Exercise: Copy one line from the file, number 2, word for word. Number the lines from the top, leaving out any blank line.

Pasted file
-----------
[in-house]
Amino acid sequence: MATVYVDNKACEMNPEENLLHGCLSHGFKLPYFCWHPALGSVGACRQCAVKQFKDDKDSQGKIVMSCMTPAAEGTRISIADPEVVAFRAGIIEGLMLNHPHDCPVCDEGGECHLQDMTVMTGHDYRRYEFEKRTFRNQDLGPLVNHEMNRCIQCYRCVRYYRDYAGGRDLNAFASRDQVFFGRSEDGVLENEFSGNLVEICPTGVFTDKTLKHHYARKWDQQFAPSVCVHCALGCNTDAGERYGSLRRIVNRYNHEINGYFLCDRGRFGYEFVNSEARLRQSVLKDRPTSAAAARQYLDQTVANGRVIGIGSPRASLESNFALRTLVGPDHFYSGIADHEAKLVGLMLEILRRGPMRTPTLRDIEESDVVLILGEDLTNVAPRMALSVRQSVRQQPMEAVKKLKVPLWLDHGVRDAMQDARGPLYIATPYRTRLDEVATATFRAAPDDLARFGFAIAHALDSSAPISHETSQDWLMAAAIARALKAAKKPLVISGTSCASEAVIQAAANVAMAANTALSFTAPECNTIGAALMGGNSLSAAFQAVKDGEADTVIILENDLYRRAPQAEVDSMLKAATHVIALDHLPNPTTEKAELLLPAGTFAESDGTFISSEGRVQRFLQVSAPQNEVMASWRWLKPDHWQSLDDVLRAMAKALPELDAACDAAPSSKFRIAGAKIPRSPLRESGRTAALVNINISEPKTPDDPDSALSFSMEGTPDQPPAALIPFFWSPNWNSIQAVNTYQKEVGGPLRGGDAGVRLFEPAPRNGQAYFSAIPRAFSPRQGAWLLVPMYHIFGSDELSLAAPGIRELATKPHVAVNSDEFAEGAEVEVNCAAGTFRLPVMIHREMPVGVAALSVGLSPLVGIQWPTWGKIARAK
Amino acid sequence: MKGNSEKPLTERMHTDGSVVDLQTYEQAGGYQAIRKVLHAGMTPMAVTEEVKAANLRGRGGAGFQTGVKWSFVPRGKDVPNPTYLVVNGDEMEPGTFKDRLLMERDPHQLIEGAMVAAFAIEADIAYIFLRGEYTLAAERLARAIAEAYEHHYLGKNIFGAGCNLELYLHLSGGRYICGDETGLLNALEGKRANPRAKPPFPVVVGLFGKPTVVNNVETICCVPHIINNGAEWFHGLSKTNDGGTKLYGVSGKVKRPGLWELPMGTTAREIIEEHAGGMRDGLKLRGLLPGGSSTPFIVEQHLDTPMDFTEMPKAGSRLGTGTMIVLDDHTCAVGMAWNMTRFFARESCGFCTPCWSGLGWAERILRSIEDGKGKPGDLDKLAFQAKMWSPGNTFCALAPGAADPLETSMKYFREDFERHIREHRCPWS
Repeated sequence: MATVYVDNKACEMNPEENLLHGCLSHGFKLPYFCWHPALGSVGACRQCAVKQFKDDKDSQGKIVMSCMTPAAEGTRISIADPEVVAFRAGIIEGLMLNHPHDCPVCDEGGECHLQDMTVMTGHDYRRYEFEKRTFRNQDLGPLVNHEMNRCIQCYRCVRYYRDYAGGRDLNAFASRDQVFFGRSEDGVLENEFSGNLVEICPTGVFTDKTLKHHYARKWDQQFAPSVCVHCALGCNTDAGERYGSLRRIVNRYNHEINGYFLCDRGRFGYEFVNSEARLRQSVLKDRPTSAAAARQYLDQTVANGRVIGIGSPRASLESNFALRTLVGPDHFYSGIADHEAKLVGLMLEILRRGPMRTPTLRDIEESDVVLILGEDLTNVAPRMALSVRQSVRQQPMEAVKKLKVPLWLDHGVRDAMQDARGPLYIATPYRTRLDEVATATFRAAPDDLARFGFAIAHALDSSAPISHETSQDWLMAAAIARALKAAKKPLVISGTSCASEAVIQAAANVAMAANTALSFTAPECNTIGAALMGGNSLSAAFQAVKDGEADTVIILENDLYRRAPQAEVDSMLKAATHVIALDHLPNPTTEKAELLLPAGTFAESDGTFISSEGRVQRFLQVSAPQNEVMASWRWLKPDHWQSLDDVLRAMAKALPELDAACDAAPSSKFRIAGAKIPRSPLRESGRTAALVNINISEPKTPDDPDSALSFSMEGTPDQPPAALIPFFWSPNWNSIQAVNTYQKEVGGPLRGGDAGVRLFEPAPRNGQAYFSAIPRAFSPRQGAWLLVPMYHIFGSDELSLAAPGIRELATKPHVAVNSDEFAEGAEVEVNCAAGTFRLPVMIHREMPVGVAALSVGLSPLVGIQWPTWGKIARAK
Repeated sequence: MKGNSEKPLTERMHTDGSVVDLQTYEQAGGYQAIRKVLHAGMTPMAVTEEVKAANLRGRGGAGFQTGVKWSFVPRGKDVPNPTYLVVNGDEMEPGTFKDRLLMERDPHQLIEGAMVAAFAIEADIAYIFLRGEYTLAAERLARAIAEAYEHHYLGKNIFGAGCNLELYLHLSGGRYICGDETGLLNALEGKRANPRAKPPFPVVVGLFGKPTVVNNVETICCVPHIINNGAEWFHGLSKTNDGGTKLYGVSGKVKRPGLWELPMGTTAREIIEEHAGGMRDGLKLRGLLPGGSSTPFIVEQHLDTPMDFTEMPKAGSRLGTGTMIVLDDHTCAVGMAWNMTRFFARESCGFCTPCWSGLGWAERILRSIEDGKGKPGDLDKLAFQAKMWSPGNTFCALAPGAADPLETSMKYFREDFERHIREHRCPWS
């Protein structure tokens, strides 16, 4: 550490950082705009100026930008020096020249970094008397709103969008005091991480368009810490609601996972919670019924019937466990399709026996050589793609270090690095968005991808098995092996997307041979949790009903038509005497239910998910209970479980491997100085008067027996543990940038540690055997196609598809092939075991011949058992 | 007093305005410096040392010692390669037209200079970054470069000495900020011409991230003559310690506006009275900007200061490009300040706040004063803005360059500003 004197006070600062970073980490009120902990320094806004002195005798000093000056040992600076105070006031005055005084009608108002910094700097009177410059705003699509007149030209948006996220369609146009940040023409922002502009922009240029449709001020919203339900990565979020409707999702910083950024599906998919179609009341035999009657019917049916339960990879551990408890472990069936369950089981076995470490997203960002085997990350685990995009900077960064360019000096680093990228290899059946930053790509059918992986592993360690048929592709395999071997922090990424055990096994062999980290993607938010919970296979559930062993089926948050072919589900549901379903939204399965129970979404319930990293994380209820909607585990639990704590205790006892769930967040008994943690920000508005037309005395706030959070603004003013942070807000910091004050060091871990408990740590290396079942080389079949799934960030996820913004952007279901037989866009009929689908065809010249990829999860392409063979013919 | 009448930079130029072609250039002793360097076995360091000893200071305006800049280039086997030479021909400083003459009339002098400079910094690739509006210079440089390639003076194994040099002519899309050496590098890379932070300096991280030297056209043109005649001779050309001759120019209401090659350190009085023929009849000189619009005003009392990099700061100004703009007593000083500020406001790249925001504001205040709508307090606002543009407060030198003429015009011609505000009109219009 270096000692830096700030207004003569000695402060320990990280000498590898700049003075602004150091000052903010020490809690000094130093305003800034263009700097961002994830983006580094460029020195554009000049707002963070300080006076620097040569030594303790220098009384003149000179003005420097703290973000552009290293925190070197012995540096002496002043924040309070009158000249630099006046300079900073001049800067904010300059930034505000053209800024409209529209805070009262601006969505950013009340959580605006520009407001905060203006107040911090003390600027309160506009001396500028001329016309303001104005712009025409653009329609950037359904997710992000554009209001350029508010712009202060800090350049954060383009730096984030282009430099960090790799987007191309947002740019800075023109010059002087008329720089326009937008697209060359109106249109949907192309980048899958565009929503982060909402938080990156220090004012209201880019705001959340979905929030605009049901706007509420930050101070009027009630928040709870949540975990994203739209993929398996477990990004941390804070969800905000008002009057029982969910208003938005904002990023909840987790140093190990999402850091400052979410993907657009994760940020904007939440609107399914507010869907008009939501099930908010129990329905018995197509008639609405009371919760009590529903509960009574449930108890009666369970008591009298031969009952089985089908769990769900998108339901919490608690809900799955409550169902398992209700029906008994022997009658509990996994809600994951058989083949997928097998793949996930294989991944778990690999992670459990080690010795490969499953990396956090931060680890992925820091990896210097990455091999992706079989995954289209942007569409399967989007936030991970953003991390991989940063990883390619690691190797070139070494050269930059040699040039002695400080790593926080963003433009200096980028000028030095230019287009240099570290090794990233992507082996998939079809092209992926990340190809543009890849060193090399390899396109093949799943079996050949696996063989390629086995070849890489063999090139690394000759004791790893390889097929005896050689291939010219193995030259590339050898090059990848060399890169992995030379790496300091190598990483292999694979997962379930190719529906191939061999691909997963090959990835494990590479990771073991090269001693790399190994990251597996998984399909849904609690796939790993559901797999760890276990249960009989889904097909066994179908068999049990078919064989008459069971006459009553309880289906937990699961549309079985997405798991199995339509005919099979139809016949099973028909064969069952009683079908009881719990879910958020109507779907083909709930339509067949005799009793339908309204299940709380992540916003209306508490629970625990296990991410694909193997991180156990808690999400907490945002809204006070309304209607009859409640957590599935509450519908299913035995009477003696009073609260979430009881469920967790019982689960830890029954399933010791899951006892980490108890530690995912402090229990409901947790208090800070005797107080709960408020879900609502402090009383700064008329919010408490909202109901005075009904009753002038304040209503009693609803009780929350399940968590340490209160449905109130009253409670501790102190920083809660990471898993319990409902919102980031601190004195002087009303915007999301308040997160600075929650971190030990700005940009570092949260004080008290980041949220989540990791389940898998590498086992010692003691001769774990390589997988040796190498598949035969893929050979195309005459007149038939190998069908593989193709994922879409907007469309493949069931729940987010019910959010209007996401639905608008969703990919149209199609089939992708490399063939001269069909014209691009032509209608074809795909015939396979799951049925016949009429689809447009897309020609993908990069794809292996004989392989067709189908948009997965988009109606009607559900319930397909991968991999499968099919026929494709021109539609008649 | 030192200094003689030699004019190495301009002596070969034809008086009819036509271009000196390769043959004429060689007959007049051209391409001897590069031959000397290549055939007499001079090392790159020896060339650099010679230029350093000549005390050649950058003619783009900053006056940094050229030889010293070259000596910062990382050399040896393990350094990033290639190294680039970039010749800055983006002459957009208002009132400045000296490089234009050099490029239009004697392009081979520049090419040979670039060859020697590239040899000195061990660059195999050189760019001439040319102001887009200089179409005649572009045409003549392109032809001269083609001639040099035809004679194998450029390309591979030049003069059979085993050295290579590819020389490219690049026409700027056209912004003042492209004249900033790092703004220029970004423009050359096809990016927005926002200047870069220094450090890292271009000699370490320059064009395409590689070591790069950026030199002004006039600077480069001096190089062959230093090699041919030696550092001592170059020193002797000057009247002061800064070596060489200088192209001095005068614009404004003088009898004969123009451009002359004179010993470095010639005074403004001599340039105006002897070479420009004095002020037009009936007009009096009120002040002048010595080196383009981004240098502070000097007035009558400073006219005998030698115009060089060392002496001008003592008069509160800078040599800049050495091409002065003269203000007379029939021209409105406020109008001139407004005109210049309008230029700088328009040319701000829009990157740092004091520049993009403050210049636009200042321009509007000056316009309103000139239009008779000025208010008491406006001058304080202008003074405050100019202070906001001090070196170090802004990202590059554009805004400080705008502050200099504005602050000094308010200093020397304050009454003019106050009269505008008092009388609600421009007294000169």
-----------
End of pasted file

Amino acid sequence: MATVYVDNKACEMNPEENLLHGCLSHGFKLPYFCWHPALGSVGACRQCAVKQFKDDKDSQGKIVMSCMTPAAEGTRISIADPEVVAFRAGIIEGLMLNHPHDCPVCDEGGECHLQDMTVMTGHDYRRYEFEKRTFRNQDLGPLVNHEMNRCIQCYRCVRYYRDYAGGRDLNAFASRDQVFFGRSEDGVLENEFSGNLVEICPTGVFTDKTLKHHYARKWDQQFAPSVCVHCALGCNTDAGERYGSLRRIVNRYNHEINGYFLCDRGRFGYEFVNSEARLRQSVLKDRPTSAAAARQYLDQTVANGRVIGIGSPRASLESNFALRTLVGPDHFYSGIADHEAKLVGLMLEILRRGPMRTPTLRDIEESDVVLILGEDLTNVAPRMALSVRQSVRQQPMEAVKKLKVPLWLDHGVRDAMQDARGPLYIATPYRTRLDEVATATFRAAPDDLARFGFAIAHALDSSAPISHETSQDWLMAAAIARALKAAKKPLVISGTSCASEAVIQAAANVAMAANTALSFTAPECNTIGAALMGGNSLSAAFQAVKDGEADTVIILENDLYRRAPQAEVDSMLKAATHVIALDHLPNPTTEKAELLLPAGTFAESDGTFISSEGRVQRFLQVSAPQNEVMASWRWLKPDHWQSLDDVLRAMAKALPELDAACDAAPSSKFRIAGAKIPRSPLRESGRTAALVNINISEPKTPDDPDSALSFSMEGTPDQPPAALIPFFWSPNWNSIQAVNTYQKEVGGPLRGGDAGVRLFEPAPRNGQAYFSAIPRAFSPRQGAWLLVPMYHIFGSDELSLAAPGIRELATKPHVAVNSDEFAEGAEVEVNCAAGTFRLPVMIHREMPVGVAALSVGLSPLVGIQWPTWGKIARAK